Trump’s Iranian threats are ill-judged, but should they have taken us by surprise?

On Friday 13th October, President Trump announced that he would not recertify the 2015 Iran Joint Comprehensive Plan of Action (JCPoA). Trump called on the US Congress and the other signatories of the deal – the UK, France, Germany, Russia, China and the EU – to “fix” the agreement by placing restrictions on Iran’s ballistic missile capability and permanently limiting their nuclear programme. If no alterations are made, he threatened to unilaterally pull the US out of the deal. Where is the logic behind this, and what is Trump attempting to achieve?

Firstly, it is a very public smack-down of Iran at a time when Iranian forces are thwarting American strategy across the Middle-East. Iran, together with Syria and Iraq, is close to establishing a “Shia crescent” stretching from Tehran to Beirut. This will be a powerful political mass, and one that is more closely aligned to Moscow than it is to Washington. Trump’s threat to reimpose sanctions may be an effort to remind Iran of America’s power.

Mr. Trump is also convinced that the JCPoA does not fulfil its promise of preventing Iran becoming a nuclear power. The agreement is only temporary and Trump fears Iran might reap the economic benefits of the deal before returning to its nuclear development.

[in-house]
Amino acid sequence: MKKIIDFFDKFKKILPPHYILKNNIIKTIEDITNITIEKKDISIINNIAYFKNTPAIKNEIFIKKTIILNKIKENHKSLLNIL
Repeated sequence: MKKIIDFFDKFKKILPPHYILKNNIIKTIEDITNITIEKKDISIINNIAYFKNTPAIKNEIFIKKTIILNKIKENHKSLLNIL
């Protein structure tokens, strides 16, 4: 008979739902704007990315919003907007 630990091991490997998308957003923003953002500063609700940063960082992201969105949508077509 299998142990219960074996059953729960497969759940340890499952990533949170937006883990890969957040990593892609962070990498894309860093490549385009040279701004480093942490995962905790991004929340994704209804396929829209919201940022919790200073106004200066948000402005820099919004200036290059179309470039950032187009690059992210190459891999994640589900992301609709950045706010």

His threat seems like a play to his support base, at home and abroad. His words reassure his allies in the Middle-East, Saudi Arabia and Israel, both of whom are alarmed by Iran’s recent successes. Indeed, Israeli PM Bibi Netanyahu has been an outspoken supporter of Trump’s speech, calling it “courageous”.

Domestically, Trump is playing to a deep-rooted Iranophobia, originating from the hostage crisis of 1979-81. This is an important point for us in the UK to understand: we do not have such a deep-rooted hatred of Iran, and the influence of this sentiment is often overlooked in British analysis of US policy. Moreover, cancelling the deal was one of Trump’s more consistent campaign pledges, and as an alluring bonus it also allows him to continue his favourite hobby of erasing Obama’s legacy.